- Posted byon April 23, 2012 at 12:15 PM EDT
Ed. Note: This live event has concluded. Watch the on-demand introduction video below and watch all of the panels on the White House's YouTube page.
This morning, President Obama spoke at the U.S. Holocaust Memorial Museum to commemorate the Holocaust, saying, "We must tell our children. But more than that, we must teach them. Because remembrance without resolve is a hollow gesture. Awareness without action changes nothing. In this sense, "never again" is a challenge to us all -- to pause and to look within." Read the President's full remarks here.
This afternoon, the White House is hosting an event to honor the pledge of "never again" and we are inviting all of you to join in the interactive discussion. Beginning at 1:00 p.m. ET, you can watch the White House event with Administration officials, student leaders and organizations about how communities across America are mobilizing and playing a role in saving lives around the word.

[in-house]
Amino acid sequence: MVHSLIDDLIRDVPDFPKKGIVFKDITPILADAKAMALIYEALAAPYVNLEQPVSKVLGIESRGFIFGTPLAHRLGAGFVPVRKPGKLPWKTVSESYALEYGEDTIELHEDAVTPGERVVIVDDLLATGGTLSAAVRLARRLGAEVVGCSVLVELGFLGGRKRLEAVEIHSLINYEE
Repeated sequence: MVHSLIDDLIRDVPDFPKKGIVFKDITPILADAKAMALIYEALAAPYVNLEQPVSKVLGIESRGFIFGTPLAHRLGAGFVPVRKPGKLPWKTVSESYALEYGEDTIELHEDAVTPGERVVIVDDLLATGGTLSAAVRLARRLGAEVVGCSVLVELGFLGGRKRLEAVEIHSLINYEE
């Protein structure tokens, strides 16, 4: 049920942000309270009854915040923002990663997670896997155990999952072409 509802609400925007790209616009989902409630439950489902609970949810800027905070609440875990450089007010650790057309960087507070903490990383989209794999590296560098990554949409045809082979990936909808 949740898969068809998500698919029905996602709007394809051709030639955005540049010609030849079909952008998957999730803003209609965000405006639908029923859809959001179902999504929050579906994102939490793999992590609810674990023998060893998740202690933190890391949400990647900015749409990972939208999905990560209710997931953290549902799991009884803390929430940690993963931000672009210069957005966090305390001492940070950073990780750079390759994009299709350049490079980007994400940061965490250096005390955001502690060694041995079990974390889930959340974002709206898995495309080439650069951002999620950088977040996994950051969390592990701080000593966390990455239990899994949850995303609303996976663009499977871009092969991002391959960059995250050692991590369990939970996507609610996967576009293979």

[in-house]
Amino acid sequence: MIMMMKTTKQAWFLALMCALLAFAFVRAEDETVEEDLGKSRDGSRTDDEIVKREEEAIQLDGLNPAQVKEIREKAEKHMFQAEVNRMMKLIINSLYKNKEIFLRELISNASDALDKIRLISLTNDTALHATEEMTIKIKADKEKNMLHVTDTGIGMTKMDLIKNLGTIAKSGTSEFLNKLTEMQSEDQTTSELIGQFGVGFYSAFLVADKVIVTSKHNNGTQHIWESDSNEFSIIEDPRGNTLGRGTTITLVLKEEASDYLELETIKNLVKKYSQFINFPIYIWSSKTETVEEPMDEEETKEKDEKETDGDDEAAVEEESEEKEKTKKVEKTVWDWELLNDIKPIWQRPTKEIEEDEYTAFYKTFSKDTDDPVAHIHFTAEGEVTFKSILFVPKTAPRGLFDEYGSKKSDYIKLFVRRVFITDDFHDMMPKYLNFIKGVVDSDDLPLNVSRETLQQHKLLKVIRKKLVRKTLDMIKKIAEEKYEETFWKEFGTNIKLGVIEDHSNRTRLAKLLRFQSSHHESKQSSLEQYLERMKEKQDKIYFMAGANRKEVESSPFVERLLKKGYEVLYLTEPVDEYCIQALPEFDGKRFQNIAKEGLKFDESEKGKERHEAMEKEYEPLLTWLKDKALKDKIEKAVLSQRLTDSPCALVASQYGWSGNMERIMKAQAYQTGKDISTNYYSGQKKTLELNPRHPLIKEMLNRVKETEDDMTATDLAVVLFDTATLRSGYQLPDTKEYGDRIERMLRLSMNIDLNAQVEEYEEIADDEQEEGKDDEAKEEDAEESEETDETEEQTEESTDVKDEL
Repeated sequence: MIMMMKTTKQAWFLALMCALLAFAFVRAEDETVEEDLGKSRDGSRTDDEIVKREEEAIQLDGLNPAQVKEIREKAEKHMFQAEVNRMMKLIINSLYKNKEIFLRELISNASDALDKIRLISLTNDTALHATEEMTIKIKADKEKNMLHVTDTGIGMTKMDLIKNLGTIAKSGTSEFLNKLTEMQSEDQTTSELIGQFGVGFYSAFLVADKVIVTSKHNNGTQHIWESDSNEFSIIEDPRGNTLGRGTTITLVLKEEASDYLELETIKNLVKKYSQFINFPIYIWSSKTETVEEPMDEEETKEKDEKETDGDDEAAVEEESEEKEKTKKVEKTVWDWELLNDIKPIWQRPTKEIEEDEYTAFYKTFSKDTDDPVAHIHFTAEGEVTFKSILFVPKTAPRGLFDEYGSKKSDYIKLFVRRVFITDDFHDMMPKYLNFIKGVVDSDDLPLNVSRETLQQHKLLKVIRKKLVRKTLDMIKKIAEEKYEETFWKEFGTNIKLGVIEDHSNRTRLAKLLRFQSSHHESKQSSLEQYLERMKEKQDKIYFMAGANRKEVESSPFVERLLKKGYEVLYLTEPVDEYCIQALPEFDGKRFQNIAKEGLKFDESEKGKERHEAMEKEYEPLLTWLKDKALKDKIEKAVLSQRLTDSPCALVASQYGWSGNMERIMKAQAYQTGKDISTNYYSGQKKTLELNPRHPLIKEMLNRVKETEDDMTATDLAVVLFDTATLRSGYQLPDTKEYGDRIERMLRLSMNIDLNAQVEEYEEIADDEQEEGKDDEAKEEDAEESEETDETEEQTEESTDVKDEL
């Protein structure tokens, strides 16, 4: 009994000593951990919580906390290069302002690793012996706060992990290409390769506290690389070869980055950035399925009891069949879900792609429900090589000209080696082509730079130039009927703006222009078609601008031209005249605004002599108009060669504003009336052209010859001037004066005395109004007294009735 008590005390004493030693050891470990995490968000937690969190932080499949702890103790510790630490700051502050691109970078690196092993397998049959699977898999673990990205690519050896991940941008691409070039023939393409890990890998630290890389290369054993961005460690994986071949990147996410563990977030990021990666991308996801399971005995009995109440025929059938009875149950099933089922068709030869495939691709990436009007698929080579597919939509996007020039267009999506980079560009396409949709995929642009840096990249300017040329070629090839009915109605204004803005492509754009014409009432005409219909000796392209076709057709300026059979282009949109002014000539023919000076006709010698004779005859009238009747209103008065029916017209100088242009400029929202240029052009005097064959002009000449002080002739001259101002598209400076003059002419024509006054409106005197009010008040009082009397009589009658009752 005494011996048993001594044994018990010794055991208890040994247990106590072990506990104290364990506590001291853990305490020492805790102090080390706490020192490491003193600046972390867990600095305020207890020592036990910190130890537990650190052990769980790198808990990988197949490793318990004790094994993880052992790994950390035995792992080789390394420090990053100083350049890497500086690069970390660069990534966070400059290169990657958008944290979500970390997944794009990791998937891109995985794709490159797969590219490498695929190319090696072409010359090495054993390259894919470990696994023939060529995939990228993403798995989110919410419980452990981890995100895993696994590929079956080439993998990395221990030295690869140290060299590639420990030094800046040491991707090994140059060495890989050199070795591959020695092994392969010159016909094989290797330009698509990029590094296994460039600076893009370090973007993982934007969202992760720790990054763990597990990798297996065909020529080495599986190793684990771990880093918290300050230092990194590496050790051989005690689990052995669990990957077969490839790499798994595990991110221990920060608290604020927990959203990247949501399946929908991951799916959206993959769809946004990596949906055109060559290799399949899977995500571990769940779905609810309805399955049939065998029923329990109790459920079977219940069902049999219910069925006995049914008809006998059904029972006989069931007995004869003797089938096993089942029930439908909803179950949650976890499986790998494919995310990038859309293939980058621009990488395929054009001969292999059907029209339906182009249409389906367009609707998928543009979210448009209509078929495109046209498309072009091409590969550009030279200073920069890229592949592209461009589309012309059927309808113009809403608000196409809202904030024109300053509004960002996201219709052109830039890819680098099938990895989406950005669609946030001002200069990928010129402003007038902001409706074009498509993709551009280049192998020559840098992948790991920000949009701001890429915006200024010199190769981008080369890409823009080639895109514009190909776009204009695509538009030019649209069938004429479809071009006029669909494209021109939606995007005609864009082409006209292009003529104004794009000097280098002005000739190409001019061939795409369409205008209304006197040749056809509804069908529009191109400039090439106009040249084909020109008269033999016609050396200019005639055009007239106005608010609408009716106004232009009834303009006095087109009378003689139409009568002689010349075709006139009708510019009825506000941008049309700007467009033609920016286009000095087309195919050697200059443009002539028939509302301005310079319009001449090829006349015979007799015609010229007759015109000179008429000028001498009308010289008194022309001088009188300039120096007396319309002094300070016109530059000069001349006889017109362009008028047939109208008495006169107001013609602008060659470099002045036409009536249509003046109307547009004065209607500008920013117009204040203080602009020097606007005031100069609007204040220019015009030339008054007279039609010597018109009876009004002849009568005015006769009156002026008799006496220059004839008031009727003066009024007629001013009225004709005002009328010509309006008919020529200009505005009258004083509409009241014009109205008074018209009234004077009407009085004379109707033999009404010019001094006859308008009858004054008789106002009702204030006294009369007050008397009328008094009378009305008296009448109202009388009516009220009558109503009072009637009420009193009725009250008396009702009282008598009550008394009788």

- Posted byon April 19, 2012 at 7:28 PM EDT
Yesterday, Secretary of Defense Leon Panetta joined Israel's Defense Minister Ehud Barak in commemorating the victims and survivors of the Holocaust at an event marking Yom HaShoah. The Secretary's remarks are below.Holocaust Remembrance Day ObservanceAs Delivered by Secretary of Defense Leon E. Panetta, The Pentagon Auditorium, Washington D.C., Thursday, April 19, 2012
Thank you Secretary Mabus.
Minister Barak, distinguished guests, members of the DoD family: Thank you all for taking the time to come together on this day of remembrance of one of the most painful and horrific chapters in the history of the Jewish people and, more importantly, in the history of the world.
Today we pause to remember and honor six million souls who were murdered not because of anything they had done, but because of who they were. They will always be in our memory, they will always be in our prayers, and they will always be in our hearts.